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The role of "conservatism" in herring migrations
Corten, A. (2002). The role of "conservatism" in herring migrations. Rev. Fish Biol. Fish. 11(4): 339-361
In: Reviews in Fish Biology and Fisheries. Chapman & Hall: London. ISSN 0960-3166, more
Peer reviewed article  

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    Clupeoid fisheries; Conservation; Herrings; Herrings; Learning; Learning; Learning; Migrations; Clupea harengus Linnaeus, 1758 [WoRMS]; ANE, North Sea [Marine Regions]; Norway [Marine Regions]; Marine

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  • Corten, A., correspondent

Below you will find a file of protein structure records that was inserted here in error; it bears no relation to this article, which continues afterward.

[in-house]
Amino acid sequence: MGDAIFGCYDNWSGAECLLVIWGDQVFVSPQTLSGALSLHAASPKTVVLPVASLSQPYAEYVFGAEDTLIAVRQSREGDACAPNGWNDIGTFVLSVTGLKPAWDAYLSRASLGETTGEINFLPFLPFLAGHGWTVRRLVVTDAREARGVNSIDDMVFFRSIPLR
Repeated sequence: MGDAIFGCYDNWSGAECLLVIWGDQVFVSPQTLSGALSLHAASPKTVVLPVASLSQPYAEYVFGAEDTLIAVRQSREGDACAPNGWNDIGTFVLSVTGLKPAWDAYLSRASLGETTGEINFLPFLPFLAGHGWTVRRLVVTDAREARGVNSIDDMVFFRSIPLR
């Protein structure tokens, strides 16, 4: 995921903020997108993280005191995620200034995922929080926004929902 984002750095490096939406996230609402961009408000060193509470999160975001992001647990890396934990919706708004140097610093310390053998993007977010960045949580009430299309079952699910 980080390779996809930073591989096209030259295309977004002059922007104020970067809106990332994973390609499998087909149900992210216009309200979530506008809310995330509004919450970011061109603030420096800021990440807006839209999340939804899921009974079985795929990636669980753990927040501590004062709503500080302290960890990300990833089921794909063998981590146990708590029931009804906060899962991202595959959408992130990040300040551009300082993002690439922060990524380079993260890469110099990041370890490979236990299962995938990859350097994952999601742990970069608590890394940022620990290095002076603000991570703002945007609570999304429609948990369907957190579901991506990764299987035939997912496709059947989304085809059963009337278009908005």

Herring (Clupea harengus) migrations tend to remain constant over periods of several years or even decades, despite environmental variation. When a migration pattern is changed, apparently in response to an environmental stimulus, the change in migratory behavior sometimes lasts longer than the environmental stimulus itself. This paper reviews evidence that the response of herring to environmental change is restrained by conservatism. Herring apparently develop certain migratory habits during the early stage of adult life and tend to adhere to these habits for life, even when the environment changes. Two elements of conservatism are distinguished: the formation of habits within one generation, and the transfer of habits between generations. A number of case studies on North Sea herring and Norwegian spring spawning herring are reviewed in order to find evidence for habit formation and tradition in the migrations of these populations. By eliminating the possibility that homing to spawning, wintering and feeding grounds is due to innate behavior or environmental constraints, it is shown that the return of these fish to the same areas each year is most likely a form of learned behavior. In many cases, new year-classes adopt the same migration pattern as their predecessors, which is explained by the social transfer of habits from old herring to young ones. A change of migration pattern is usually initiated by a recruiting year-class that lacks the "guidance'' of older herring at the time it has to start its first migration. This may be the effect of a special environmental condition that affects the distribution of the recruiting age group more than that of the adult stock component, and thereby results in a separation of the two stock components. After the recruiting year-class has adopted the new migration route, it tends to repeat it in subsequent years. The new migration thus becomes habitual. Subsequent generations may copy the migration and continue this behavior even after the original environmental cause has disappeared.

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